Take an inventory of your valuables and belongings. This should include taking photographs or a video of each room. This documentation will provide your insurance company with proof of your belongings and help to process claims more quickly in the event of disaster. Watch also the video for Protect Yourself: Home Inventory.
To enable filing claims more quickly, keep sales receipts and/or canceled checks. Also note the model and serial numbers of the items in your home inventory.
As you acquire more valuables — jewelry, family heirlooms, antiques, art —consider purchasing an additional “floater” or “rider” to your policy to cover these special items. These types of items typically are not covered by a basic homeowners or renter’s insurance policy.
Remember to include in your home inventory those items you rarely use (e.g., holiday decorations, sports equipment, tools, etc.).
Store copies of all your insurance policies in a safe location away from your home that is easily accessible in case of disaster. You may want to store your policies and inventory in a waterproof, fireproof box or in a safe, remote location such as a bank safe deposit box. Consider leaving a copy of your inventory with relatives, friends or your insurance provider and store digital pictures in your e-mail or on a Web site for easy retrieval.
Know what is and is not covered by your insurance policy. You might need additional protection depending on where you live. Make sure your policies are up to date. Contact your insurance provider annually to review and update your insurance policy.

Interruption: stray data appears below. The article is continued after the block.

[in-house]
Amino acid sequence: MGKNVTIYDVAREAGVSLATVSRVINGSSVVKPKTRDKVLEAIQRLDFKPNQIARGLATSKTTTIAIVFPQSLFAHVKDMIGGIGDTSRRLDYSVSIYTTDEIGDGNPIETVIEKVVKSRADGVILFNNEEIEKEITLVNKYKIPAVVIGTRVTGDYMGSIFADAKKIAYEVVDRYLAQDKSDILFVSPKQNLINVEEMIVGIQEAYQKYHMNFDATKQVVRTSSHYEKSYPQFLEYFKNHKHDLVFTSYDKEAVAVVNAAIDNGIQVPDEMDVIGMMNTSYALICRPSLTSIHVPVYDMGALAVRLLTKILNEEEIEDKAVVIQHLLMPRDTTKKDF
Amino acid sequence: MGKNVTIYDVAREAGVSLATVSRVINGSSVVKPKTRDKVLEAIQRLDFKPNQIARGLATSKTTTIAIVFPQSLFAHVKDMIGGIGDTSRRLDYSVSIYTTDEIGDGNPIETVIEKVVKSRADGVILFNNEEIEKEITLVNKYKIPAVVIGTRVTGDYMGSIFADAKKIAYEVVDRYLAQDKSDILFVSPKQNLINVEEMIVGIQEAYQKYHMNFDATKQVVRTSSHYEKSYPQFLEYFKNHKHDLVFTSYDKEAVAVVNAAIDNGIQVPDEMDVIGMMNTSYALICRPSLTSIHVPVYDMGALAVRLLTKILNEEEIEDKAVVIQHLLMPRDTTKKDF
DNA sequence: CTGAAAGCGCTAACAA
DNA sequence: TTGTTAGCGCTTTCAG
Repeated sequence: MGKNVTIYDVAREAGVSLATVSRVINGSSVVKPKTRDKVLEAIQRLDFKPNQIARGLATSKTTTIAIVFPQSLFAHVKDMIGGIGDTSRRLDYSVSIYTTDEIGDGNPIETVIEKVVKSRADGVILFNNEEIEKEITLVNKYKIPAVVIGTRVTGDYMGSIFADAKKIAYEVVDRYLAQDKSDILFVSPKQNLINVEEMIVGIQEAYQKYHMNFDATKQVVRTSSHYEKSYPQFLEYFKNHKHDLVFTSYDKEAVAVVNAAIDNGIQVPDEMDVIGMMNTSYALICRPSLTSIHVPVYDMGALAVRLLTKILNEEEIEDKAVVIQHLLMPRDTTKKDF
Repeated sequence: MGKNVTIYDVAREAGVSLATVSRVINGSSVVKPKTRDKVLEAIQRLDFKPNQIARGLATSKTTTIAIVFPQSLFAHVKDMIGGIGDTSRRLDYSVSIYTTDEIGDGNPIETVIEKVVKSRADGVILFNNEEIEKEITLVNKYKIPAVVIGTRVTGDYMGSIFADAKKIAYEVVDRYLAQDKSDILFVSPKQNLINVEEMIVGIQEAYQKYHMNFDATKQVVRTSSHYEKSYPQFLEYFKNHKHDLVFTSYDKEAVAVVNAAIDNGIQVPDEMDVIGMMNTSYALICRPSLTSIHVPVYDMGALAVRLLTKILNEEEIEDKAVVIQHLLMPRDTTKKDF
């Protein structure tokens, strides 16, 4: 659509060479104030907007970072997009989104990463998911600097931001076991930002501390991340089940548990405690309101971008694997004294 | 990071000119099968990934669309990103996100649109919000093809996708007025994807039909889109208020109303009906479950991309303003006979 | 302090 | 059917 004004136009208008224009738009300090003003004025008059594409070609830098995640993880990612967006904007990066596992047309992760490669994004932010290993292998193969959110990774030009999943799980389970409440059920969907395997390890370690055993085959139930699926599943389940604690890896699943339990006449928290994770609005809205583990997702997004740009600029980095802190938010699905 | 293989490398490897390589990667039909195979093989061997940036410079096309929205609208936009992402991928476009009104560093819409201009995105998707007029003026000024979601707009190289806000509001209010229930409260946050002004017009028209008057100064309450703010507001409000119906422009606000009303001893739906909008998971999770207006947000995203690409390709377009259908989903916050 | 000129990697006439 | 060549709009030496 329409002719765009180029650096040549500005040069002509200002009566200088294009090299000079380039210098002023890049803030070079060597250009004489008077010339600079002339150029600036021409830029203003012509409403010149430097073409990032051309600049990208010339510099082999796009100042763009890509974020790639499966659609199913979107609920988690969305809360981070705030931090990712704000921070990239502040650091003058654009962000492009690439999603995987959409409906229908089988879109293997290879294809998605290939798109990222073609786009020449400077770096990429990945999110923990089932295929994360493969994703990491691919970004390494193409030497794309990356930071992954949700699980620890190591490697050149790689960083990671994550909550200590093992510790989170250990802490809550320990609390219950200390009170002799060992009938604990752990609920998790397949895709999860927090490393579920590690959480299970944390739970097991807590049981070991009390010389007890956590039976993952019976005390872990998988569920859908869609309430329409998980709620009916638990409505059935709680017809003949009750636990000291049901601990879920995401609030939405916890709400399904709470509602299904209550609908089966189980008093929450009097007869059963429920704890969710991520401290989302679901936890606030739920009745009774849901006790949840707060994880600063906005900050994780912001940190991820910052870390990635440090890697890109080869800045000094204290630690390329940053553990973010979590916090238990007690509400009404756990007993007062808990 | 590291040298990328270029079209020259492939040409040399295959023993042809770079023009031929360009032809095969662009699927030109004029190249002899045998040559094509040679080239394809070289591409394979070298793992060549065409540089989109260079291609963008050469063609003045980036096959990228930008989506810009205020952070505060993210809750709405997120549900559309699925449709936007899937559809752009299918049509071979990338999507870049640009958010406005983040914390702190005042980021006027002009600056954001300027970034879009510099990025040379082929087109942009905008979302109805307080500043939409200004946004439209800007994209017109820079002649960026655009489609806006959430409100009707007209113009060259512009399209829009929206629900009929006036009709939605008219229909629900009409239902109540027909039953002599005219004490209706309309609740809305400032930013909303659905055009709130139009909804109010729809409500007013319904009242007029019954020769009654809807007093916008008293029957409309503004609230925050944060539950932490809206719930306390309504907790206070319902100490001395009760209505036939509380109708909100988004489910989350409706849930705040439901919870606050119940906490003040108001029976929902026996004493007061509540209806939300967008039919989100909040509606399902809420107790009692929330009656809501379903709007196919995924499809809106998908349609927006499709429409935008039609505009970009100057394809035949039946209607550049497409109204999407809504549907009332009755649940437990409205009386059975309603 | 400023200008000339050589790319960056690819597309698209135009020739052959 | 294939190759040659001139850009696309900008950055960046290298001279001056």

Keep a readily available list of 24-hour contact information for each of your insurance providers.
Find out if your possessions are insured for the actual cash value or the replacement cost. Actual cash value is the amount it would take to repair or replace damage to your home or possessions after depreciation while replacement cost is the amount it would take to repair or replace your home or possessions without deducting for depreciation. Speak with your insurance provider to determine whether purchasing replacement coverage is worth the cost.
Speak with your insurance provider to find out if your policy covers additional living expenses for a temporary residence if you are unable to live in your home due to damage from a disaster.
Appraise your home periodically to make sure your insurance policy reflects home improvements or renovations. Contact your insurance provider to update your policy accordingly.